I’ve been both a job seeker and a hiring manager during the last four decades in the mainstream job market. And, since birth, I’ve had cerebral palsy, which means I walk and talk with difficulty.
With that rather unusual background, I’ve found that there are essentially four basic skills which can determine how successful a job candidate will be in landing a meaningful job: marketing, advocating, problem solving and negotiating.
And, I believe these same skills are often good indicators of how well an applicant will perform once on the job.
Here’s how I define each of those four skills — and how they can show up in an effective job candidate who happens to have a disability.
A huckster sells or promotes in an aggressive and flashy manner. A job seeker doesn’t need to be a huckster.
But effective job seekers need to know the basics of personal branding. In today’s American culture, which puts a premium on individuality, your prime applicants have identified their strengths and passion and packaged them into personal brands which showcase them in an effective, sincere manner.
Effective job applicants are objective about what they can offer you, as an employer, even in the light of their disabilities. They offer those attributes in a forthright presentation which puts you, the employer, first, and them second.
I’d look for job candidates who have replaced the “objective” portion (which is “me” oriented) of their resumes with an “offering statement,” which, in one sentence, tells you, as a prospective employer, what they can do for you and your company.
An offering statement is brief, reflecting a job applicant’s well-selected accomplishments and skills. After all, as an employer, you’re more interested in what the candidate has to offer than what his or her personal objectives are.
Naked self-promotion is a negative in business circles. I want to hear what job applicants can do for my company or organization.
So, job candidates who happen to have a disability need to tell me, “This is what I need to do an effective job for you, and here’s how I can help you get what I need at a reasonable cost and not a lot of time on your part.”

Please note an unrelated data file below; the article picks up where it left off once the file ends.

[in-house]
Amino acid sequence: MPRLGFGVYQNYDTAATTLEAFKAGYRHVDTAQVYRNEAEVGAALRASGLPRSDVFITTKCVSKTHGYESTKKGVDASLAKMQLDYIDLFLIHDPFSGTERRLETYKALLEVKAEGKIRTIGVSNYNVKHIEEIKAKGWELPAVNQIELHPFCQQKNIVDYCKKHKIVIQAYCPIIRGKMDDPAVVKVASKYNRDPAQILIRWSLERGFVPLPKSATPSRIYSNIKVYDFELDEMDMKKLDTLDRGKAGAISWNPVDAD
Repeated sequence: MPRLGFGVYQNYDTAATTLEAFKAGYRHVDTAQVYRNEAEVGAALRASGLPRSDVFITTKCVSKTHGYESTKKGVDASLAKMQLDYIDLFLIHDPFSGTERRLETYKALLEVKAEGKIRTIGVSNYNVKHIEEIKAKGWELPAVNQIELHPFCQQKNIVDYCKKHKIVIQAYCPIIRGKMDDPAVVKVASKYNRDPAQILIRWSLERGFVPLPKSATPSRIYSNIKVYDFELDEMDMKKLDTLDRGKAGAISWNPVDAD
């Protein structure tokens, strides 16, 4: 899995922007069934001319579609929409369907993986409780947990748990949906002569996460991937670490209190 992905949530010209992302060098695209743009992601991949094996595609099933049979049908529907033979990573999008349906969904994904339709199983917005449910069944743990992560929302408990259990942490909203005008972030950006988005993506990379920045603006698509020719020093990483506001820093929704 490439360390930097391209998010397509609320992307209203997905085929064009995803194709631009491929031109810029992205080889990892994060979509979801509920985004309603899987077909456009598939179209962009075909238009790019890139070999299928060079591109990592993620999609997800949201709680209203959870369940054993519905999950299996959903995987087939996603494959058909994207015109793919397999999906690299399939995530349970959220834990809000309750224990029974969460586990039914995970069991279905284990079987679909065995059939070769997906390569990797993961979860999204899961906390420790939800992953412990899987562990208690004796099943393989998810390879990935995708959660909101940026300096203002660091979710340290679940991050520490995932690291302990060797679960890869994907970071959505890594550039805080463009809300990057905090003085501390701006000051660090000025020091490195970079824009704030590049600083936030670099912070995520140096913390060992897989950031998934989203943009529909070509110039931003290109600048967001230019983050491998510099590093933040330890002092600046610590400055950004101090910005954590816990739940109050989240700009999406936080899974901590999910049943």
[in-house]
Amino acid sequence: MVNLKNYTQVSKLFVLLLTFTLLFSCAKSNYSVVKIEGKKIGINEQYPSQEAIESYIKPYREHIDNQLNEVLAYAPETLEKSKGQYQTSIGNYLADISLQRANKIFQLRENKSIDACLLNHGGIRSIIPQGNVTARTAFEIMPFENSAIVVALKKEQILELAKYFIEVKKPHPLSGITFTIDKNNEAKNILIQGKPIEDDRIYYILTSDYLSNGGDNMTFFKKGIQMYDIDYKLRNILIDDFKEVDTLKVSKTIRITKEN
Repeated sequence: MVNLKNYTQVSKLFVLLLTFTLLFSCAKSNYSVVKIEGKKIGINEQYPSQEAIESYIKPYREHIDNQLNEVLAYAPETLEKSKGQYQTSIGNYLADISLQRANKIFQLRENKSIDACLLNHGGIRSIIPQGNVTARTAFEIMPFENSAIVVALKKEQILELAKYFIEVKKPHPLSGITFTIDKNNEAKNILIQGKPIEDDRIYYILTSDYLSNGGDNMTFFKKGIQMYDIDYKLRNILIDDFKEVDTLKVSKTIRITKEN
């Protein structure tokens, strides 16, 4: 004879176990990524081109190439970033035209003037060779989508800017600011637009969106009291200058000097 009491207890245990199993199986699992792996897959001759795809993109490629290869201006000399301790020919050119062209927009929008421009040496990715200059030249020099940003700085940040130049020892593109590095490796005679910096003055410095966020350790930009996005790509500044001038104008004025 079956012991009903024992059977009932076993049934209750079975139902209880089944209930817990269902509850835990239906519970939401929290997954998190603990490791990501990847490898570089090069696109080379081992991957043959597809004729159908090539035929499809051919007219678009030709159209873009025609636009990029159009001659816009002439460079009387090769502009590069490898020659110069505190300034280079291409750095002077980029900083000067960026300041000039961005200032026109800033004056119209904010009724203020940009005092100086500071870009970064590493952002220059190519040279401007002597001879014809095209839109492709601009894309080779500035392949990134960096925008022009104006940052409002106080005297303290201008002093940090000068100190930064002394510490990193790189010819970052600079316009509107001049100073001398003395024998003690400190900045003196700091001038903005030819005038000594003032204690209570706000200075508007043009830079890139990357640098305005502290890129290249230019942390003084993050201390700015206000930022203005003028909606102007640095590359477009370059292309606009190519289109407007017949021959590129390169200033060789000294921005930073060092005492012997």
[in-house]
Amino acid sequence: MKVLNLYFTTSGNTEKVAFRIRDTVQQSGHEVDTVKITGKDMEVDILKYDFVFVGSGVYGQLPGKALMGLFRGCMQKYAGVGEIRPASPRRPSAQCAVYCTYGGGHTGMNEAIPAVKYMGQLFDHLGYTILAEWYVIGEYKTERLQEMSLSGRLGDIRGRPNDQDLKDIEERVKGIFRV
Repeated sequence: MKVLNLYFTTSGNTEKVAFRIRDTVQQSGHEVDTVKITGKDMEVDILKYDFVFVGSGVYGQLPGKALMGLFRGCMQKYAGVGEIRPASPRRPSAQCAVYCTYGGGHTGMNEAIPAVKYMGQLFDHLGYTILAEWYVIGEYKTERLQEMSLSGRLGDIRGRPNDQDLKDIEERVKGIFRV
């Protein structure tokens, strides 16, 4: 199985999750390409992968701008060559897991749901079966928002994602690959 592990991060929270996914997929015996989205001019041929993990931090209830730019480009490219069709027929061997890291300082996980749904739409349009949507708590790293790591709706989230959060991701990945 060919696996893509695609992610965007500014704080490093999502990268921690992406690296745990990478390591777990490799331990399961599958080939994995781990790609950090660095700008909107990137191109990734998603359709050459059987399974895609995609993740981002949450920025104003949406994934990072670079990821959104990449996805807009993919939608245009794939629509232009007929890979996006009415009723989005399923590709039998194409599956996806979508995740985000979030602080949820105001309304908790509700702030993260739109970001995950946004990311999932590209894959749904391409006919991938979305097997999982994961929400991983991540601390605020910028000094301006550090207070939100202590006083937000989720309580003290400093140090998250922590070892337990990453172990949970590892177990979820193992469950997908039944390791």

I want a job applicant to be a self-advocate, and I want that individual to do it with the authenticity valued in today’s business world.
At no time do I want a job candidate with a disability to beg for a job by falling back on the cliché of “all I need is just one break.” People make their own breaks, disabled or not, by effectively preparing for a job, mastering effective job marketing techniques and showing employers why they are the best applicants for specific jobs.
Imagination and daydreaming are fine pastimes, but what counts in business is creativity. Everyone can be creative, but not everyone is adept at applying creativity to personal challenges or on-the-job situations.
Problem solving is the ability to tap creativity for relieving a pain or paving the way to a gain — either on a personal level or within a corporate setting.
Ideally, a job candidate with a disability can demonstrate problem-solving ability in both areas. For instance, I want to know how applicants have harnessed technology to live well with their disabilities and how they can use that same ingenuity to adapt to my workplace requirements and help my company take advantage of often unseen opportunities.
Having that ability to match need and solution will give a job candidate the edge, in my mind, over any other applicant, regardless of disability.
I want to hear brief stories which trace the evolution of an applicant’s problem-solving abilities.
Instead of approaching an employment opportunity as an underdog due to a perceived weakness (such as a disability), job candidates should possess basic negotiating skills so they approach decisions about employment conditions, benefits and salary from a position of strength.
After all, job candidates are selling their skills, experience and attributes, and, as the prospective employer, you’re buying them.
I want applicants who have taken courses in negotiation, read books about negotiation and have practiced their negotiating skills. Knowing (and demonstrating) how to negotiate effectively for what they want, need and deserve in terms of salary, benefits and accommodations will make them a stronger job candidate and a more effective employee.
In fact, I’ve found that job candidates with disabilities who need accommodations are often savvy negotiators because they have had earlier-than-you-might-expect experience in identifying what they would like to have, what they’ll likely get, what they need at a minimum and what is not acceptable to them.
You’ll probably not find all of these skills (marketing, advocating, problem solving or negotiating) in applicants for an entry-level position, but if you do, you have a winner — maybe precisely because that individual has experience in using all four of those skills in learning how to live well with a disability.
Copyright © 2011. Hasse Communication Counseling. All rights reserved.
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